Didn't Alice Caracciola?

#2478 KJJ

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Posted 14 May 2007 - 16:49

Thanks for these replies.

I completely forgot about Elly Beinhorn's Rosemeyer book even though I've got a copy of the Chris Nixon update :blush:

Any more known about the Alice Caracciola book?

#2479 ensign14

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Posted 14 May 2007 - 16:50

Originally posted by KJJ
Having recently picked up a copy of Bette Hill's book I was wondering if any other wives, girlfriends or family members had put pen to paper.....if not a book perhaps a magazine article?

Adriane Galisteu on Senna. One of the better books on Senna, in fact, although that just reveals how much shite has been written about him.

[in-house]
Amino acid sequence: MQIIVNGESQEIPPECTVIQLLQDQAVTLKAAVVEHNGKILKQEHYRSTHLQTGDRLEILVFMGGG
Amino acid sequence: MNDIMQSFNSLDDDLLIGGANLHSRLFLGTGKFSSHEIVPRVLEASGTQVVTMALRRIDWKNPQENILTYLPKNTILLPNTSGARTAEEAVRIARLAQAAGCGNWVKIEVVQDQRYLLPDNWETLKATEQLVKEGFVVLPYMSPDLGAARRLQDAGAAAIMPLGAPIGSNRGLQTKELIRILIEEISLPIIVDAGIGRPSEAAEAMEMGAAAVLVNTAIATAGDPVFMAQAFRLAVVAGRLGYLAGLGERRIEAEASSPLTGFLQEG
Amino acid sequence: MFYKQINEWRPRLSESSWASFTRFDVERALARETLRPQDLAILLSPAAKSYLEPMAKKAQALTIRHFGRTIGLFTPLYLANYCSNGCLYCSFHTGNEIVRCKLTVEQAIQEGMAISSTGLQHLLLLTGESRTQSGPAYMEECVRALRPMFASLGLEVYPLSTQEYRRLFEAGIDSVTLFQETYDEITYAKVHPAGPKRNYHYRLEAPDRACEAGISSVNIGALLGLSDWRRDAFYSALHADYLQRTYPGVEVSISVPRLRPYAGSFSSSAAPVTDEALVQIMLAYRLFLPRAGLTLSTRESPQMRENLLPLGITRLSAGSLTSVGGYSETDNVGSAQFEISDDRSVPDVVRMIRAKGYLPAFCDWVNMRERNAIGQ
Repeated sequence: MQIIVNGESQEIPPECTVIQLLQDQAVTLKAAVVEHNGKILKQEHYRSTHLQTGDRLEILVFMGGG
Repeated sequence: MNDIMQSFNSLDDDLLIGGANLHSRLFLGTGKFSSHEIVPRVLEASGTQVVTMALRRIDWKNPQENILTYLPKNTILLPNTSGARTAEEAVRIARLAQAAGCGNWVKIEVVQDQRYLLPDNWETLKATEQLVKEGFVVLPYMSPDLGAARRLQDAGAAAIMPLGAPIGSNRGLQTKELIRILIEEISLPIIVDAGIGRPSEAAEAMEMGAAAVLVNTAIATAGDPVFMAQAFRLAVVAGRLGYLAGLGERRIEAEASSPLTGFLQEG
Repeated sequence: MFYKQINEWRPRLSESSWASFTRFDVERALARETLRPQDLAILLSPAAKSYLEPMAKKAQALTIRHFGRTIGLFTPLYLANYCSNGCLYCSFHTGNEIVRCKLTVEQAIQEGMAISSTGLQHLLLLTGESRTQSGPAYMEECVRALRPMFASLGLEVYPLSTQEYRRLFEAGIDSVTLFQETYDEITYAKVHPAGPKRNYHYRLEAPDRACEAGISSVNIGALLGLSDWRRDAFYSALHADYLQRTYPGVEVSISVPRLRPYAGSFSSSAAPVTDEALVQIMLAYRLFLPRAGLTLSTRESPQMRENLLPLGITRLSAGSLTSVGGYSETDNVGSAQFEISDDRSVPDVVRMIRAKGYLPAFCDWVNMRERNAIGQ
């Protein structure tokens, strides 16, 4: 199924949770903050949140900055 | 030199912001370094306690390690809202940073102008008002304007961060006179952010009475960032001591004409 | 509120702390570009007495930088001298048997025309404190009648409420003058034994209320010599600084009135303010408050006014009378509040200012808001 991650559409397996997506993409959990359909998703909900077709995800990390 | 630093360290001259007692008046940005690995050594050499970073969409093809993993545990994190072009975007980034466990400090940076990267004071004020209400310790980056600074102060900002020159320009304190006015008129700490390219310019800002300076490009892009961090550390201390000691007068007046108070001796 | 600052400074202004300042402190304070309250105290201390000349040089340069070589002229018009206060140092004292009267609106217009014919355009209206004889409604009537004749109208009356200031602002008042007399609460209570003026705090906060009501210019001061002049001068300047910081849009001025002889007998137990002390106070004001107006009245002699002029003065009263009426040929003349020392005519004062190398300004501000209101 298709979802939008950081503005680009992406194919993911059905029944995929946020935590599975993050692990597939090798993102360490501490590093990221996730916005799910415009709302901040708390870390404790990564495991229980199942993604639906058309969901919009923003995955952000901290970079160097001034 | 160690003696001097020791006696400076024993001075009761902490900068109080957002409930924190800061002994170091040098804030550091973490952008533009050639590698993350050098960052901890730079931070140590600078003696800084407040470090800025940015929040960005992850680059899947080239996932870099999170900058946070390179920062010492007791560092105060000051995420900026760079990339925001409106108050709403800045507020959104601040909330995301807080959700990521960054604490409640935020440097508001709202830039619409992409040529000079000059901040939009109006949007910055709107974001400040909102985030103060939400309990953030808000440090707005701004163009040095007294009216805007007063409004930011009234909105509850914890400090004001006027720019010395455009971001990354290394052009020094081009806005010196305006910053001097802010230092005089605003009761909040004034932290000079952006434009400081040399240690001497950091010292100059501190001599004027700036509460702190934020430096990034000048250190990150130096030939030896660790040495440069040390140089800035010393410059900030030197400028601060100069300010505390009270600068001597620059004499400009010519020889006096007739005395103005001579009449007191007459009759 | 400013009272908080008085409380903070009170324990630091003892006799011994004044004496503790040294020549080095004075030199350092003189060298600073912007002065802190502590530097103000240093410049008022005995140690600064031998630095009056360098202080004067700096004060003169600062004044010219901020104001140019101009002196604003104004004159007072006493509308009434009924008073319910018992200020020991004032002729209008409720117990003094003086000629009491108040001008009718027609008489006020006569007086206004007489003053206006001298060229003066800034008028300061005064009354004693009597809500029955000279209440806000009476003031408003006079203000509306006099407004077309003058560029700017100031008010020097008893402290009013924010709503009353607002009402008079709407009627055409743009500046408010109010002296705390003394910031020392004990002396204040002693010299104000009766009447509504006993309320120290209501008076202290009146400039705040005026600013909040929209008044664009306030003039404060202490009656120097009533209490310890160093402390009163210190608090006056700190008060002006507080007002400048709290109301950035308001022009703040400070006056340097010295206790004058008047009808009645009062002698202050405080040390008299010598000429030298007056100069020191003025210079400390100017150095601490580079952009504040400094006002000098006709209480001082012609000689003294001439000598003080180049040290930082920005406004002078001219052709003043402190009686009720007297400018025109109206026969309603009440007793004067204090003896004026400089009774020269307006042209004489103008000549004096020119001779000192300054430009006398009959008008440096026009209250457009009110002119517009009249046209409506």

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#2480 bradbury west

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Posted 14 May 2007 - 19:48

And Bira's wife wrote about B Bira.

Roger Lund.

#2481 RA Historian

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Posted 15 May 2007 - 00:15

Originally posted by ensign14

Adriane Galisteu on Senna. One of the better books on Senna, in fact, although that just reveals how much shite has been written about him.

Shite?

#2482 petefenelon

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Posted 15 May 2007 - 01:25

Originally posted by RA Historian
Shite?


See under Rubython, T.

#2483 HDonaldCapps

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Posted 16 May 2007 - 22:47

An item of perhaps some interest to a few: Jean-Pierre Melville's "L'Armee des Ombres/Arny of Shadows" has been released on DVD by Criterion here in America.